A UK bar has been fined  £100,000 ($216,000) following a 2012 incident which resulted in a young woman having her stomach removed after ingesting liquid nitrogen.

Gaby Scanlon was celebrating her 18th birthday at Oscar’s Wine Bar and Bistro in Lancaster and was offered a free ‘Nitro-Jagermeister’ shot. Almost immediately after she consumed the drink, smoke started coming out of her nose and mouth. The liquid nitrogen, which caused the drink to smoke, pierced her stomach and killed internal tissue, SMH reports.

As a result, Scanlon had her stomach removed and still suffers pain three years later.

The court heard that the bar’s director, Andrew Dunn, introduced a range of liquid nitrogen inspired drinks after seeing similar drinks being served in London.

Staff at Oscar’s Wine Bar and Bistro were given “loose” training on how to serve the drinks, and were told to wait 10 seconds after the liquid nitrogen was poured before serving the drinks to patrons. Drinks containing liquid nitrogen are only safe to consume once the substance has completely evaporated.

It’s been revealed that a health and safety officer provided the bar with a letter of guidance on how to best serve drinks containing liquid nitrogen after developing concerns about how it was being used by staff.

The bar pleaded guilty to failing in the duty of an employer to ensure the safety of persons not in its employment, admitting that it hadn’t ensured the shot was safe for consumption and had not carried out a risk assessment.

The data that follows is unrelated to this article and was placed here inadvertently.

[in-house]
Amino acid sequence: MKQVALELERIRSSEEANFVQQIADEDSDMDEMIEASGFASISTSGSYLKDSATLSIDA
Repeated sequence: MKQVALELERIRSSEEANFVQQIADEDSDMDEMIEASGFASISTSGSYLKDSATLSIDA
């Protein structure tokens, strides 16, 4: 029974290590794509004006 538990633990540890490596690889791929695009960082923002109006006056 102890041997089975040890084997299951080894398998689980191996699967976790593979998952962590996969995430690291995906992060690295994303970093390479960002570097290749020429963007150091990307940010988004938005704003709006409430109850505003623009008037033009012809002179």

Judge Pamela Badley said the bar’s “failings fell very far short of standards” adding that “there was a failure to heed warnings and advice from a senior health and safety officer.

“Overall there is evidence of serious systemic failures within the organisation,” Badley said.

The 2012 incident saw the use of liquid nitrogen in Australian bars assessed, with the Office of Liquor, Gaming and Racing (OLGR) ordering two Sydney bars, Zeta Bar in the Hilton Hotel and The Roosevelt in Kings Cross, to cease serving drinks containing the substance.

Mixologist Grant Collins called the ban a “knee jerk reaction”, asking for greater consultation with the OLGR and arguing that he’s been using liquid nitrogen for years, incident-free.

"It's like most things – if you're driving a car and you don't drive the car properly you can have an accident. If you don't look both ways when you cross the road or if you drink a whole bottle of whiskey you're not going to be very well … With alcohol you've got to be careful how you use it. With liquid nitrogen it's the same, it's a volatile substance,” he said.

“It should never be in a drink, it should be either a garnish or used to prepare glassware, just for effect really.”

The ban was lifted in November 2012.


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